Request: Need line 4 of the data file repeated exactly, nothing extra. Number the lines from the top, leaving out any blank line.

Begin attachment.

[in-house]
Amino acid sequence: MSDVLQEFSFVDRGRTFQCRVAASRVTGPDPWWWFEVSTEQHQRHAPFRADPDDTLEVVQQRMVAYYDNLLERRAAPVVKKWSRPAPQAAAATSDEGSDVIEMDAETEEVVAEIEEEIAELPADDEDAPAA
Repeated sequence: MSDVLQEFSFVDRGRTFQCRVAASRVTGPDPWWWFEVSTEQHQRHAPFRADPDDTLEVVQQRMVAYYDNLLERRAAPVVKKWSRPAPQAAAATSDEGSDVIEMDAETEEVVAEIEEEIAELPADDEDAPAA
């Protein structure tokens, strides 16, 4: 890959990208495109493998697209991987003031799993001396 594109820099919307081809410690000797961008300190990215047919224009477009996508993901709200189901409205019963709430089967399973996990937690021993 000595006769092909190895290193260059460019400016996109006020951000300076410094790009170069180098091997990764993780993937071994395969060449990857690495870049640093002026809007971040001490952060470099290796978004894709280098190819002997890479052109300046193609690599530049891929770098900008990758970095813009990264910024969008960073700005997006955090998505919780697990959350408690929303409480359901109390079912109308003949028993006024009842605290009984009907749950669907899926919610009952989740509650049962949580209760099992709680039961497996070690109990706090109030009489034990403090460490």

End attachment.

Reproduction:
């Protein structure tokens, strides 16, 4: 890959990208495109493998697209991987003031799993001396 594109820099919307081809410690000797961008300190990215047919224009477009996508993901709200189901409205019963709430089967399973996990937690021993 000595006769092909190895290193260059460019400016996109006020951000300076410094790009170069180098091997990764993780993937071994395969060449990857690495870049640093002026809007971040001490952060470099290796978004894709280098190819002997890479052109300046193609690599530049891929770098900008990758970095813009990264910024969008960073700005997006955090998505919780697990959350408690929303409480359901109390079912109308003949028993006024009842605290009984009907749950669907899926919610009952989740509650049962949580209760099992709680039961497996070690109990706090109030009489034990403090460490």